Last week, I picked up a magazine which featured an article on the “latest fashion trend”… in this case identified as items that are pink. My daughter is TOTALLY pink obsessed and naturally, I directed her attention to the article, which was really a 2 page spread featuring hot products offered in pink.
She absolutely SQUEALED when I showed her the spread and began an obsessive quest to obtain a majority of the items offered.
Her quest began with a pair of pink shoes….which were offered on the web site. Search, point and click… VIOLA! A few more clicks and the shoes are purchased and on their way. She’s one happy camper.
The next item on the page to capture her attention is an adorable pink blouse with yet another web address listed as the source. Like a woman on a mission, she visits the web site… only to be presented with a web site which seems to only offer prom dresses and bridesmaid dresses. There is no pink wispy blouse anywhere to be found on the site.
She’s annoyed but still buoyed by her shoe success, she continues to the next object of her affection… a hot pink jacket with classic lines. she has plans for that jacket… she plans on wearing it with a pair of grey slacks she already owns. It will make a perfect companion piece for the fabulous pink shoes, whose arrival we await with baited breath. There’s no web address given, yet the source is listed and as a result, we make a trip to Old Navy at 7:00 PM on a weekday evening in pursuit of the perfect pink jacket.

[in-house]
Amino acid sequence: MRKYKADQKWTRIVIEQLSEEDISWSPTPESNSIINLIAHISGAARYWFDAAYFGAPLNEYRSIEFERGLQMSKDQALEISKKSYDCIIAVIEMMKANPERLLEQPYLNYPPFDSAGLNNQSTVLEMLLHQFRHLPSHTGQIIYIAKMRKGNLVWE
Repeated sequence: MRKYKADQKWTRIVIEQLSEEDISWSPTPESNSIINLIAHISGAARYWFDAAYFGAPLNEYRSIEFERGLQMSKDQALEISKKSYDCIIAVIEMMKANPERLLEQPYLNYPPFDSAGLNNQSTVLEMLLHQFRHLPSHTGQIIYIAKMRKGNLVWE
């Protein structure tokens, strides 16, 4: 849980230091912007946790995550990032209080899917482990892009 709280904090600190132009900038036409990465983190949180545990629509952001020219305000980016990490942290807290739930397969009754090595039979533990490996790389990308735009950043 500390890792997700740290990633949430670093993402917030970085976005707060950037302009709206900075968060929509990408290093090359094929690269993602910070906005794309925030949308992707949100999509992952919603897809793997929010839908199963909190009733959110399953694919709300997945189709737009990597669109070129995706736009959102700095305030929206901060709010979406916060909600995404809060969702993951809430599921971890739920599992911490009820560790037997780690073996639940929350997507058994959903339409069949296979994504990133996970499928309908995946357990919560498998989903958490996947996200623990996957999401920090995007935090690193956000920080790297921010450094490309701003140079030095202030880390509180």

She was annoyed to be thwarted in her quest for the perfect pink blouse…. but to drive to the mall and not find the perfect pink jacket was too much. I’m sure it was a similar display which inspired William Congreve to coin the truism “Hell hath no fury like a woman scorned.”
About 15 companies sought introduction to a new audience and provided product to the magazine for inclusion in the spread. It was a brilliant move from a marketing standpoint!!! The display of products sent my 20 year old daughter on a shopping SPREE… one where her credit card was in hand and she was ready to buy, buy buy!
The only thing stopping her from fulfilling her quest… FOLLOW THROUGH!
Two of the3 companies she tried to patronize (out of the 15 companies who featured product) failed to have the “advertised” product in stock. I get the 6 month lead times that are inherent in magazine publishing. I also doubt that had that been a paid ad if the stores would have featured product not available.
The only company that won the night we went on our obsessive quest to Old Navy was the oil company that provided the gasoline. My daughter and I wandered the store, getting more angry as we moved through the racks of clothing. Not only did they not have the desired jacket, the selection offered was NOTHING like the jacket featured in the spread. My daughter’s parting words as we left the store… “Old Navy sucks!”
What could have been the successful introduction of newly minted customer instead ends in an experience that is going to be associated with the name “Old Navy” for quite a while.
Naomi Dunford had a similar experience with paint which she chronicles in What Tiger Woods Can Teach You About Marketing.
Her quest was very similar. Just as my daughter and I were seeking the perfect pink jacket… Naomi was seeking cozy paint. She was inspired by a magazine spread, got in her car and DROVE to acquire the object of her desire, in this case the perfect paint. Isn’t that the point of marketing and advertising?
In both cases, people were MOVED to action only to come home empty handed.
Make sure that doesn’t happen to YOUR customers!